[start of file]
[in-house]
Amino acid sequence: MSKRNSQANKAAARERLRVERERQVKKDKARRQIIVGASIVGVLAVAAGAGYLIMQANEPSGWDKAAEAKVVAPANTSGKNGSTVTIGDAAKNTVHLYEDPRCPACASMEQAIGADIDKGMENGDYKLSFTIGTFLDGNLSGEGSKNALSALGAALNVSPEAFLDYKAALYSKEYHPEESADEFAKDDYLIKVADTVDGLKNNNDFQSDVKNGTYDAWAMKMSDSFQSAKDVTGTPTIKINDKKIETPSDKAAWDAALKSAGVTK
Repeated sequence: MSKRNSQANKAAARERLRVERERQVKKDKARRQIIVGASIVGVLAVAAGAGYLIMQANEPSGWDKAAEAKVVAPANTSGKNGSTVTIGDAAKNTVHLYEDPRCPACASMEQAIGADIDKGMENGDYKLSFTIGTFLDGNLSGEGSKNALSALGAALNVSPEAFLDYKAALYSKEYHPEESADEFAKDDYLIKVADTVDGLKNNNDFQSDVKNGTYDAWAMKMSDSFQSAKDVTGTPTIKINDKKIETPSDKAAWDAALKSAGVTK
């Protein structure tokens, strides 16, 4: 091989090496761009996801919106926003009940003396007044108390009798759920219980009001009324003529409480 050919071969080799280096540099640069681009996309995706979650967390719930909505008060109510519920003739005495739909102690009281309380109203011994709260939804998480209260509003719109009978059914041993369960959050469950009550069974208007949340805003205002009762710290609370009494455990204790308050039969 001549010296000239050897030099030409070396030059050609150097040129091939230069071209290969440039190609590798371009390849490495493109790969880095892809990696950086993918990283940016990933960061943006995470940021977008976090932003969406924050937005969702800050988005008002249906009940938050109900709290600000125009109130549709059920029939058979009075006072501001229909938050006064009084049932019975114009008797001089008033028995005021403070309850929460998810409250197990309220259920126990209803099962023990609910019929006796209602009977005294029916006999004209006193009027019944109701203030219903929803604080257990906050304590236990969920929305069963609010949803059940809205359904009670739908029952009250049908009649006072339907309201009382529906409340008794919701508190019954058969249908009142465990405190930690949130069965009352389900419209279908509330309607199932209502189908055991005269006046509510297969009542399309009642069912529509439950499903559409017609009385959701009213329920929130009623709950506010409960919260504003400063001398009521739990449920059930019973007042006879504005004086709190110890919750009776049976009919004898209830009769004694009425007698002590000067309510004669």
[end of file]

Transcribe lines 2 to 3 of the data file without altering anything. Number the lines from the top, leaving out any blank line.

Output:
Amino acid sequence: MSKRNSQANKAAARERLRVERERQVKKDKARRQIIVGASIVGVLAVAAGAGYLIMQANEPSGWDKAAEAKVVAPANTSGKNGSTVTIGDAAKNTVHLYEDPRCPACASMEQAIGADIDKGMENGDYKLSFTIGTFLDGNLSGEGSKNALSALGAALNVSPEAFLDYKAALYSKEYHPEESADEFAKDDYLIKVADTVDGLKNNNDFQSDVKNGTYDAWAMKMSDSFQSAKDVTGTPTIKINDKKIETPSDKAAWDAALKSAGVTK
Repeated sequence: MSKRNSQANKAAARERLRVERERQVKKDKARRQIIVGASIVGVLAVAAGAGYLIMQANEPSGWDKAAEAKVVAPANTSGKNGSTVTIGDAAKNTVHLYEDPRCPACASMEQAIGADIDKGMENGDYKLSFTIGTFLDGNLSGEGSKNALSALGAALNVSPEAFLDYKAALYSKEYHPEESADEFAKDDYLIKVADTVDGLKNNNDFQSDVKNGTYDAWAMKMSDSFQSAKDVTGTPTIKINDKKIETPSDKAAWDAALKSAGVTK